Concepts and prototypes : Austin Maxi

Carole Nash Classic Insurance Specialists

The Maxi received a couple of facelifts before it reached production in 1969.

Here are a number of prototype images of the ADO14 project before it received its final Roy Haynes penned front and rear ends. Pictures supplied by Ian Nicholls.


Styling sketch

There's no disguising the fact that it was always going to be a tough task to incorporate the BMC 1800's doors on an all-new car...
There’s no disguising the fact that it was always going to be a tough task to incorporate the BMC 1800’s doors on an all-new car…

Full-size clays

Front and rear styling was limited in appeal - with a particularly nasty 'V' kink in the front...
Front and rear styling was limited in appeal – with a particularly nasty ‘V’ kink in the front…

Full-sized prototype

Closer to the final production car, but still not resolved around the nose
Closer to the final production car, but still not resolved around the nose

The four-door Morris Maxi

Four-door Maxi was dropped because of the management's desire to avoid direct competition with the Ford Cortina. The failure of the Maxi to sell in sufficient numbers may well have nailed the coffin door shut on this derivative. (Photo: Men and Motors, Barney Sharratt)Four-door Maxi was dropped because of the management's desire to avoid direct competition with the Ford Cortina. The failure of the Maxi to sell in sufficient numbers may well have nailed the coffin door shut on this derivative. (Photo: Men and Motors, Barney Sharratt)
Four-door Maxi was dropped because of the management’s desire to avoid direct competition with the Ford Cortina. The failure of the Maxi to sell in sufficient numbers may well have nailed the coffin door shut on this derivative. (Photo: Men and Motors, Barney Sharratt)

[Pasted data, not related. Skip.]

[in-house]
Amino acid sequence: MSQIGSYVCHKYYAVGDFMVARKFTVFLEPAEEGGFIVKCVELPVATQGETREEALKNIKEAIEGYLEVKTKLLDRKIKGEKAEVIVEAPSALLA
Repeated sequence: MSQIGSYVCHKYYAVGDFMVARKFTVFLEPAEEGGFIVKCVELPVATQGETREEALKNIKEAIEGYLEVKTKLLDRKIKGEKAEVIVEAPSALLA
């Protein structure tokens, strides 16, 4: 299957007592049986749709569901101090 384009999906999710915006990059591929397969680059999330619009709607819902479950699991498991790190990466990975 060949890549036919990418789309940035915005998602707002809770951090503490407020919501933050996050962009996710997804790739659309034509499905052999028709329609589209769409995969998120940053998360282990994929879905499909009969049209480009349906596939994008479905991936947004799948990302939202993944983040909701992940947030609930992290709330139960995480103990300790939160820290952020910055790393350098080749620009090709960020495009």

Maxi saloon out testing in Portugal before the launch... (Photo: Maxi Marathon, BMIHT)
Maxi saloon out testing in Portugal before the launch… (Photo: Maxi Marathon, BMIHT)

Thanks to Ian Nicholls for the pictures

Keith Adams

Keith Adams

Editor and creator AROnline at AROnline
Created www.austin-rover.co.uk in 2001 and built it up to become the world's foremost reference source for all things BMC, Leyland and Rover Group, before renaming it AROnline in 2007.

Is the Editor of the Parkers website and price guide, formerly editor of Classic Car Weekly, and launch editor/creator of Modern Classics magazine. Has contributed to various motoring titles including Octane, Practical Classics, Evo, Honest John, CAR magazine, Autocar, Pistonheads, Diesel Car, Practical Performance Car, Performance French Car, Car Mechanics, Jaguar World Monthly, MG Enthusiast, Modern MINI, Practical Classics, Fifth Gear Website, Radio 4, and the the Motoring Independent...

Likes 'conditionally challenged' motors and taking them on unfeasible adventures all across Europe.
Keith Adams

9 Comments

  1. That Maxi Saloon looks mighty like our Austin Tasman / Kimberley from 1971 which replaced the Austin 1800. Had a 6 cyl motor.

  2. This is very different to the Tasman/Kimberley: They both used the same rear screen as the ‘normal’ 1800, basically just the 3rd side window was filled in and the roof gutter was placed differently – quite a clever re-design with not too many changes to the roof structure (or panels). That Maxi saloon has its own roof construction that shares nothing with the landcrab (and only the front half with the hatchback).